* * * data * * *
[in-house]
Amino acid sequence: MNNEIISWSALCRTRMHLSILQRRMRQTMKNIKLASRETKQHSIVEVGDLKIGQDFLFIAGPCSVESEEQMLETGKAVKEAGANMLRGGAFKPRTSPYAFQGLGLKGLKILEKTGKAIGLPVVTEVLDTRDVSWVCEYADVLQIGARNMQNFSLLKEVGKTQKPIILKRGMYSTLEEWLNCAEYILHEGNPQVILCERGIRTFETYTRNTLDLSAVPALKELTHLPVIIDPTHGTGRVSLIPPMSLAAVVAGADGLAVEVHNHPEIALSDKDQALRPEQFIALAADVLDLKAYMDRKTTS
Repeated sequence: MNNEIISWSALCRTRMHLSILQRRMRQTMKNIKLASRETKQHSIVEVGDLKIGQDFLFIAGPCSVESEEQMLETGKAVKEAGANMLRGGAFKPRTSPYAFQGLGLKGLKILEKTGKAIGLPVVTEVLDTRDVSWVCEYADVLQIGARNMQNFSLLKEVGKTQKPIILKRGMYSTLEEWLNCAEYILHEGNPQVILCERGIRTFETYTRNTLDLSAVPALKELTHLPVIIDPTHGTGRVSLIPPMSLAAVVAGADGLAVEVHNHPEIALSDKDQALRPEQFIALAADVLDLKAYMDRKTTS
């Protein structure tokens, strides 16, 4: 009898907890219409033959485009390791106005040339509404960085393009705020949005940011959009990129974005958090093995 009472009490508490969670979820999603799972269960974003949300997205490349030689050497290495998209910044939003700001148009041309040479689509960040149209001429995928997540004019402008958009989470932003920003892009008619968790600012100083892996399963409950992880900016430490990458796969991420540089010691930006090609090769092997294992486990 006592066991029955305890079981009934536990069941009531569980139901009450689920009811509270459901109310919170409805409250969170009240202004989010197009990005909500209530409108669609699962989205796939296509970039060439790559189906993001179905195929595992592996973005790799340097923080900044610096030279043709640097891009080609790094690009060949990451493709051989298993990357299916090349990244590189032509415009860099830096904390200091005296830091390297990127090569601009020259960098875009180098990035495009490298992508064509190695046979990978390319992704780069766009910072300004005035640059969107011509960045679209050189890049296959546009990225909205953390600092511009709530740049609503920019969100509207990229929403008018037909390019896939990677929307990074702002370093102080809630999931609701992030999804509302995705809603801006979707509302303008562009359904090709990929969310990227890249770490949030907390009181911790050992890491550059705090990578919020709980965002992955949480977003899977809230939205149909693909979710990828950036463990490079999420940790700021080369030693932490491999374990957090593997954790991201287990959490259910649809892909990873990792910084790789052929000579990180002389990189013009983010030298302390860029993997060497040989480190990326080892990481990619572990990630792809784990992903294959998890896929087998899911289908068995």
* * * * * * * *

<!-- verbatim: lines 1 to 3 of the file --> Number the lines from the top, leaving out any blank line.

[in-house]
Amino acid sequence: MNNEIISWSALCRTRMHLSILQRRMRQTMKNIKLASRETKQHSIVEVGDLKIGQDFLFIAGPCSVESEEQMLETGKAVKEAGANMLRGGAFKPRTSPYAFQGLGLKGLKILEKTGKAIGLPVVTEVLDTRDVSWVCEYADVLQIGARNMQNFSLLKEVGKTQKPIILKRGMYSTLEEWLNCAEYILHEGNPQVILCERGIRTFETYTRNTLDLSAVPALKELTHLPVIIDPTHGTGRVSLIPPMSLAAVVAGADGLAVEVHNHPEIALSDKDQALRPEQFIALAADVLDLKAYMDRKTTS
Repeated sequence: MNNEIISWSALCRTRMHLSILQRRMRQTMKNIKLASRETKQHSIVEVGDLKIGQDFLFIAGPCSVESEEQMLETGKAVKEAGANMLRGGAFKPRTSPYAFQGLGLKGLKILEKTGKAIGLPVVTEVLDTRDVSWVCEYADVLQIGARNMQNFSLLKEVGKTQKPIILKRGMYSTLEEWLNCAEYILHEGNPQVILCERGIRTFETYTRNTLDLSAVPALKELTHLPVIIDPTHGTGRVSLIPPMSLAAVVAGADGLAVEVHNHPEIALSDKDQALRPEQFIALAADVLDLKAYMDRKTTS